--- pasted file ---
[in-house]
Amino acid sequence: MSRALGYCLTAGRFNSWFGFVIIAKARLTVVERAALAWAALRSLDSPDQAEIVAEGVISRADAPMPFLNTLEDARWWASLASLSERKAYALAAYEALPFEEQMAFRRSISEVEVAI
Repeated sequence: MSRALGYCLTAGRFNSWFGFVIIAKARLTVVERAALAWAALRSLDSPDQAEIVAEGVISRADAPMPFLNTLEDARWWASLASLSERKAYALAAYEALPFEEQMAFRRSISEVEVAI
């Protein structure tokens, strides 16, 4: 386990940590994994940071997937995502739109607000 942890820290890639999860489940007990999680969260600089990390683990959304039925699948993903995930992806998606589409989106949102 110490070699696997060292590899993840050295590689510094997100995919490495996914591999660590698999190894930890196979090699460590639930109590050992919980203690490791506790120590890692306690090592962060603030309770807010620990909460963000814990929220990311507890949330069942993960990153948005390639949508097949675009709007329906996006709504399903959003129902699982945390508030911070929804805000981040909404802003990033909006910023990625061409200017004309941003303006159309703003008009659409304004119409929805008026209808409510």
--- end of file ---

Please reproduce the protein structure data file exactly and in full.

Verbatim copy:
[in-house]
Amino acid sequence: MSRALGYCLTAGRFNSWFGFVIIAKARLTVVERAALAWAALRSLDSPDQAEIVAEGVISRADAPMPFLNTLEDARWWASLASLSERKAYALAAYEALPFEEQMAFRRSISEVEVAI
Repeated sequence: MSRALGYCLTAGRFNSWFGFVIIAKARLTVVERAALAWAALRSLDSPDQAEIVAEGVISRADAPMPFLNTLEDARWWASLASLSERKAYALAAYEALPFEEQMAFRRSISEVEVAI
């Protein structure tokens, strides 16, 4: 386990940590994994940071997937995502739109607000 942890820290890639999860489940007990999680969260600089990390683990959304039925699948993903995930992806998606589409989106949102 110490070699696997060292590899993840050295590689510094997100995919490495996914591999660590698999190894930890196979090699460590639930109590050992919980203690490791506790120590890692306690090592962060603030309770807010620990909460963000814990929220990311507890949330069942993960990153948005390639949508097949675009709007329906996006709504399903959003129902699982945390508030911070929804805000981040909404802003990033909006910023990625061409200017004309941003303006159309703003008009659409304004119409929805008026209808409510």